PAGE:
A new report on income inequality in the United States is out, and once again Atlanta ranks as the city with the highest gap between rich and poor. To any civic boosters who downplay these findings, I issue an open invitation to join me on my daily commute on the new Atlanta Streetcar. On my way to the trolley stop in the morning, I pass a boarded building on Jackson Street where people sleep in the doorway. I later disembark at Peachtree Center, passing lawyers, bankers, and developers headed into shiny skyscrapers. While riding, I have overheard some fellow passengers debate the relative merits of local soup kitchens and others discuss the gourmet options at Krog Street Market. Such examples exist all over the city. There’s the obvious contrast between the verdant lawns of Buckhead and the blight of English Avenue. There’s the more nuanced discrepancy between the Village of Bedford Pines subsidized housing development on Boulevard (average annual income: $3,000) and the new apartments a half mile away at Ponce City Market (starting monthly rent for a three-bedroom: $3,279).
The report, issued this week by the Brookings Institution, updates a study released in 2014. In both cases, researchers compared the incomes of the highest-earning 5 percent of a city’s residents with those in the lowest fifth. The richest Atlanta households earn almost 20 times more than the city’s poorest residents: $288,159 compared to $14,988.
“The recession in Atlanta was particularly brutal for everyone—rich and poor, city and suburban. The housing market took a beating and dragged the whole metropolitan economy down with it,” says Alan Berube, a senior fellow at Brookings and one of the report’s co-authors. “The region is now recovering, but rather unequally.”
As the gap grows between the rich and poor, what does this mean for the middle class? It shrinks. Higher-earning residents move into housing that gets ever more expensive and scarce while the poor remain stuck in subsidized housing or blighted areas. This leaves the middle class with few options but to move outside the city limits. Of the 50 cities studied, Atlanta had the sixth lowest middle class population—32 percent. Only Cleveland, Miami, Detroit, San Francisco, and Washington D.C., had smaller percentages of middle-class residents. (The study defined middle class as households with incomes between $40,000 and $100,000).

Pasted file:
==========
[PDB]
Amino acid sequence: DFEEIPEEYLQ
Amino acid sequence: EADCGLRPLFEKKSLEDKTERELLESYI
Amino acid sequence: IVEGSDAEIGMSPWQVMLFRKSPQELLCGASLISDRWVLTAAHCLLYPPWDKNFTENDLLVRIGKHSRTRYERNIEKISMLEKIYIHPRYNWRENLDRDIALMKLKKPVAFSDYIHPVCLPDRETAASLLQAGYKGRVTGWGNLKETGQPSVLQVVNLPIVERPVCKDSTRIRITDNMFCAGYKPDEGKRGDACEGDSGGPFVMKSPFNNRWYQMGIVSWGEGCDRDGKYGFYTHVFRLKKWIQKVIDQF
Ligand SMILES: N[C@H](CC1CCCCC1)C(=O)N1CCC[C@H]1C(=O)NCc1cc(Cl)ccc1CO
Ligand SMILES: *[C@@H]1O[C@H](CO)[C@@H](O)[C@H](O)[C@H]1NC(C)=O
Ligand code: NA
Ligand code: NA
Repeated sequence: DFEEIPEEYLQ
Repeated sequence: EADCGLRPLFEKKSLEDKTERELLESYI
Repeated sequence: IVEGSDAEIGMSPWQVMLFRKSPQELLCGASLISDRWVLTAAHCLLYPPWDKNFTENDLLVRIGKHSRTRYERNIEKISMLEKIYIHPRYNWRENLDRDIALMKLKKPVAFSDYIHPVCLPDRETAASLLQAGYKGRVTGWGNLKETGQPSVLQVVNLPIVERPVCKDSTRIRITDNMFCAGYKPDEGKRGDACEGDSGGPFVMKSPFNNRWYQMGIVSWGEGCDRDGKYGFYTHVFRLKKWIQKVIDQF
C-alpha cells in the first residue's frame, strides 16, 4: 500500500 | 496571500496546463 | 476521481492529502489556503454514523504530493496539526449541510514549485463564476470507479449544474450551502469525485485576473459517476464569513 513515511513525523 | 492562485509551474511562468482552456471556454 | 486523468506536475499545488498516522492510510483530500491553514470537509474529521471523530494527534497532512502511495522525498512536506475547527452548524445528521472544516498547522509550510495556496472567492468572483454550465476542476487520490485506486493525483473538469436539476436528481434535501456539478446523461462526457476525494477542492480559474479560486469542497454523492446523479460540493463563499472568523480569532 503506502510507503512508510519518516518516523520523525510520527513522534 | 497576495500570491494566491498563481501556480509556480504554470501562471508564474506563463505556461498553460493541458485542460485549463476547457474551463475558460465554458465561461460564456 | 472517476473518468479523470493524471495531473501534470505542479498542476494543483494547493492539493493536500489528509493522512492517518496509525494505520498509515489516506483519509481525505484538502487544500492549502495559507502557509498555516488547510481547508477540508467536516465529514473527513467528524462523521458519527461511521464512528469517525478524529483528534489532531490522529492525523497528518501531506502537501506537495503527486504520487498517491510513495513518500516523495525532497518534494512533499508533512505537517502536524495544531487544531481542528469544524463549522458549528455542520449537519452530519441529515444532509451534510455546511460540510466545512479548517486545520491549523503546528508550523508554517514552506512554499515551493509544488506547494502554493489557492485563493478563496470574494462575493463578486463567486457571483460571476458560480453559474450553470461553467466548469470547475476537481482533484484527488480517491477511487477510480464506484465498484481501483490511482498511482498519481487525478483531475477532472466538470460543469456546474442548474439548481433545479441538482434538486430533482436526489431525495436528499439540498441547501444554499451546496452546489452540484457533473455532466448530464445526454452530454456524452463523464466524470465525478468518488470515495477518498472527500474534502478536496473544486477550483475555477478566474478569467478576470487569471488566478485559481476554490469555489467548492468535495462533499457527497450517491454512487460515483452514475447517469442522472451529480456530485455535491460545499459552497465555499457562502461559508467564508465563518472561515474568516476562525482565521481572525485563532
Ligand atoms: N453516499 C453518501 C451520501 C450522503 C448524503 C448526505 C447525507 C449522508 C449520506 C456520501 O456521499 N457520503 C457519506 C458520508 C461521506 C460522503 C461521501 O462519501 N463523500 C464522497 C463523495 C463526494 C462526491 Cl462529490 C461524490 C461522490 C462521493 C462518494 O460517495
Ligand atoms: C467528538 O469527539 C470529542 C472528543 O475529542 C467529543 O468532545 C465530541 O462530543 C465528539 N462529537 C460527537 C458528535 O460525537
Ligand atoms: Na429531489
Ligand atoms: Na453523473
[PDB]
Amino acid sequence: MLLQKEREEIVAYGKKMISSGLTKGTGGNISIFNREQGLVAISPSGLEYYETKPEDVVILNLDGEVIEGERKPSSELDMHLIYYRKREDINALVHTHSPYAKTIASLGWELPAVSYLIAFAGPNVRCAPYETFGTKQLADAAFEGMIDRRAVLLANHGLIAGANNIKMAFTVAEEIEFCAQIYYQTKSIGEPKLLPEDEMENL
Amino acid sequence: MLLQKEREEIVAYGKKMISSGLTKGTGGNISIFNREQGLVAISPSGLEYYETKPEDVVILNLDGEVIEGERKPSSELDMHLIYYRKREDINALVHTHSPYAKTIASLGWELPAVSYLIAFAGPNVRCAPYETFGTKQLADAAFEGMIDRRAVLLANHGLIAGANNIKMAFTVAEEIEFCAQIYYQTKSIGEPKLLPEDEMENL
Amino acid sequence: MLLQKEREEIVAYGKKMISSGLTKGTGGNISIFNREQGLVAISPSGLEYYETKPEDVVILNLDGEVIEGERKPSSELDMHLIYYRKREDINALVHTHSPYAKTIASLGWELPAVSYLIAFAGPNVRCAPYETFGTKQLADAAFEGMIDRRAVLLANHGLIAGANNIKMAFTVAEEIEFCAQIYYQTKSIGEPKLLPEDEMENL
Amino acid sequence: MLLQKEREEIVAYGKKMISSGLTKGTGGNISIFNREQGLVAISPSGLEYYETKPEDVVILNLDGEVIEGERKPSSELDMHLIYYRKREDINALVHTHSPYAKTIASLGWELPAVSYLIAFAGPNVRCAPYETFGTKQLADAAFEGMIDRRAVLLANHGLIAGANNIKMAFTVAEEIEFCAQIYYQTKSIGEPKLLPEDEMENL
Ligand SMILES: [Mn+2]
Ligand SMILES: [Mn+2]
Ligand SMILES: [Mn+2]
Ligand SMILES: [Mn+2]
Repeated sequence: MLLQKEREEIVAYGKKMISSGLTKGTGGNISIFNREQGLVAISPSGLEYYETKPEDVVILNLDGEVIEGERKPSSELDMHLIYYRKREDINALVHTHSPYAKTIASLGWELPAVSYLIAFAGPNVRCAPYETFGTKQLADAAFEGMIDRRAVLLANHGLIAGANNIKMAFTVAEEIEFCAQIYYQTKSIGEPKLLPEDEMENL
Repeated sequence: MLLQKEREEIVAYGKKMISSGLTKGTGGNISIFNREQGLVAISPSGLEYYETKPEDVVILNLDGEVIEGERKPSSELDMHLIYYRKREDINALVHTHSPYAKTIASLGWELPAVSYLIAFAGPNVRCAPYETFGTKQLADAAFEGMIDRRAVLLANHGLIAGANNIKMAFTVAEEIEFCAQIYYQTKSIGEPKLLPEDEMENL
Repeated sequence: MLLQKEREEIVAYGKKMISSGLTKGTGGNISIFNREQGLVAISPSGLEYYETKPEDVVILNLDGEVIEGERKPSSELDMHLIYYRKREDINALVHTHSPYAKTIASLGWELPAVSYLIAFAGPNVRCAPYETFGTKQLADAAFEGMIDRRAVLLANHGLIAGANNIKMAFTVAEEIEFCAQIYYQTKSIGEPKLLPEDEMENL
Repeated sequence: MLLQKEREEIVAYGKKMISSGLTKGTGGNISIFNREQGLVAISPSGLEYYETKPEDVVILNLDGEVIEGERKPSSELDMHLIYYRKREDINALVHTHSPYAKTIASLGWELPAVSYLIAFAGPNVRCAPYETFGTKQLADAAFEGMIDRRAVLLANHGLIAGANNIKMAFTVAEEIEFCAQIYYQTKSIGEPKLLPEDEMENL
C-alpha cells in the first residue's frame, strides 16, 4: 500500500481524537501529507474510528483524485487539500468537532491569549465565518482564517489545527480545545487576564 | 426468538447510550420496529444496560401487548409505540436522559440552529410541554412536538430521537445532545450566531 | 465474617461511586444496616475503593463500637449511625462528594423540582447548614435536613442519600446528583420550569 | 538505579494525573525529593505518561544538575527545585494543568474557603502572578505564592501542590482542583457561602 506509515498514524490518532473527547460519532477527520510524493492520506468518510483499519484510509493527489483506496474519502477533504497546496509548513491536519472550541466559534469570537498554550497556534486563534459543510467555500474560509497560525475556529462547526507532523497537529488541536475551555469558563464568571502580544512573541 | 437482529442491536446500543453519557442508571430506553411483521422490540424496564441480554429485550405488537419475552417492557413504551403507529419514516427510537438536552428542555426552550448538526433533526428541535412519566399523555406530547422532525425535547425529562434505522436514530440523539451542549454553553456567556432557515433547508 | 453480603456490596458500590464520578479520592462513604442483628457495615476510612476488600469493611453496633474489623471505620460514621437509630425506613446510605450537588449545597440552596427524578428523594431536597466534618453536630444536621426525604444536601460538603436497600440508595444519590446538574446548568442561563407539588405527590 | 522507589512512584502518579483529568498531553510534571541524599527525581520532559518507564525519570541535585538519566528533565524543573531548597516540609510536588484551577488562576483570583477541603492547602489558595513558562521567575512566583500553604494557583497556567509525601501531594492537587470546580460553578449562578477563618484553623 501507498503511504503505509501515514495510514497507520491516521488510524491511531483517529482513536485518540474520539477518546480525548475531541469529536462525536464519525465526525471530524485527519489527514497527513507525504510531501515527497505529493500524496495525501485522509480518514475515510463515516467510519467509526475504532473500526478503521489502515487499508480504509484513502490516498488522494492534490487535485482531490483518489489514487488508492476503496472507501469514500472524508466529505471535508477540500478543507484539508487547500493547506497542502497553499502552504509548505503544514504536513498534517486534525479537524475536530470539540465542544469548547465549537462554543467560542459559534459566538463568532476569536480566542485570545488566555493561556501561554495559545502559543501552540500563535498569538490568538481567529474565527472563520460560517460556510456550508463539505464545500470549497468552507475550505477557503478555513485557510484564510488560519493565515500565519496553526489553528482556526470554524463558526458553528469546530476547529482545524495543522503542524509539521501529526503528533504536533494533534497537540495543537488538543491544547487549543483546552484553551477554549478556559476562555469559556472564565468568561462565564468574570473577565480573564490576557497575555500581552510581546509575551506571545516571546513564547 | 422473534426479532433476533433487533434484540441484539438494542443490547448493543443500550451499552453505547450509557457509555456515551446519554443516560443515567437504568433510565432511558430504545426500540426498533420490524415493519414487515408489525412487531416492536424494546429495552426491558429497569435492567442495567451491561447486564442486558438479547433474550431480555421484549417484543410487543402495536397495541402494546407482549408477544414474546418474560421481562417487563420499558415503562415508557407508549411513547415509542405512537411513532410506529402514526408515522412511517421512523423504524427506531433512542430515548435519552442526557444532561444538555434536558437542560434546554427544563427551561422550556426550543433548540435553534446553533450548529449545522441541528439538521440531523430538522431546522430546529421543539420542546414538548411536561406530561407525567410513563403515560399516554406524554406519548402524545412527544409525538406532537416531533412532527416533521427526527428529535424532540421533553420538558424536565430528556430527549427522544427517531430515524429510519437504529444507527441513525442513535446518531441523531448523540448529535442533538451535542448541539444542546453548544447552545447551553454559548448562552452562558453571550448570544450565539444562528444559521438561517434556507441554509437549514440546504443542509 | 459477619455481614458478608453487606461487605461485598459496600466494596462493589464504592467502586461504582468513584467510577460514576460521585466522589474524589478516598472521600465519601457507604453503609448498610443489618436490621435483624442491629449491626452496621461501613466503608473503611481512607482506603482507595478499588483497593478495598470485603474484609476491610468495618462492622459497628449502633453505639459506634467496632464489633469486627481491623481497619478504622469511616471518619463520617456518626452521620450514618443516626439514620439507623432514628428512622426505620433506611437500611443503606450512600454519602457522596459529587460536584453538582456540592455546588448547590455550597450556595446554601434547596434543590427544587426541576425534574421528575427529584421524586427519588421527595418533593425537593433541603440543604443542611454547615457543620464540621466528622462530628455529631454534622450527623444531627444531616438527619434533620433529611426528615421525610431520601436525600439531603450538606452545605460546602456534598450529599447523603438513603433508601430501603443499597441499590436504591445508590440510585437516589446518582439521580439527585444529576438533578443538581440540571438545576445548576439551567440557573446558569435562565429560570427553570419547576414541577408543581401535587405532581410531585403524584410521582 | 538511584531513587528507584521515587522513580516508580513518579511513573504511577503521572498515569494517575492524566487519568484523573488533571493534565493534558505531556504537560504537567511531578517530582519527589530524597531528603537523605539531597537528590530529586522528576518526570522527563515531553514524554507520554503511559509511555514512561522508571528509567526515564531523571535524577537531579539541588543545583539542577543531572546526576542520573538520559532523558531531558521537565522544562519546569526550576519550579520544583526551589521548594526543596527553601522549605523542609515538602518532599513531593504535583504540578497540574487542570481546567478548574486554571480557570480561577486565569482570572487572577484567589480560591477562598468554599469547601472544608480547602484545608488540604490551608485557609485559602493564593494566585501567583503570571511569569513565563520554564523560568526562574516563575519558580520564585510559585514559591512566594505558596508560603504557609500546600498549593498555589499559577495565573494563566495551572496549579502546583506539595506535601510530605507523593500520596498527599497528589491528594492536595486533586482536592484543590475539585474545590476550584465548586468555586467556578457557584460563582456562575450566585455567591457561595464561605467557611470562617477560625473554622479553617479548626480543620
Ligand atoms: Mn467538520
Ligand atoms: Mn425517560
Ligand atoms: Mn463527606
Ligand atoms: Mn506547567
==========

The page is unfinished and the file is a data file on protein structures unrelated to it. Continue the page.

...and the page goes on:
The implications reach far beyond housing. “The further apart a city’s rich and poor are, the less likely they are to share neighborhoods, share schools, and benefit equally from public services—all things that I’d say are important for helping low-income residents reach the middle class over time,” says Berube.
While the perception persists that poverty is an urban problem, a 2013 Brookings study showed that poverty in metro Atlanta’s suburbs increased at a dramatic rate—159 percent between 2000 and 2010. Berube, who also co-authored that study, has referred to metro Atlanta as an “epicenter” in the national trend of growing suburban poverty. Housing prices reflect these demographic shifts. Home purchase and rental rates are creeping up in the city, making it less affordable for poor and working-class residents. This is one reason poverty is on the rise in the suburbs, especially the closer-in areas dotted with 1950s and 1960s ranches. You now can find cheaper rents in Cobb County than Kirkwood.
The trend of wealth increasing in the city while poverty rises in the suburbs is likely to continue in metro Atlanta. “Higher-income households have benefited from job gains in industries like health, information, and professional services, which also tend to be located in the city of Atlanta. Employment gains have lagged in industries that employ less-skilled workers, such as construction, manufacturing, and logistics, which tend to be located in the suburbs,” says Berube. “These trends could help explain still-wide inequality in the city of Atlanta at the same time that poverty remains stubbornly high in the suburbs.”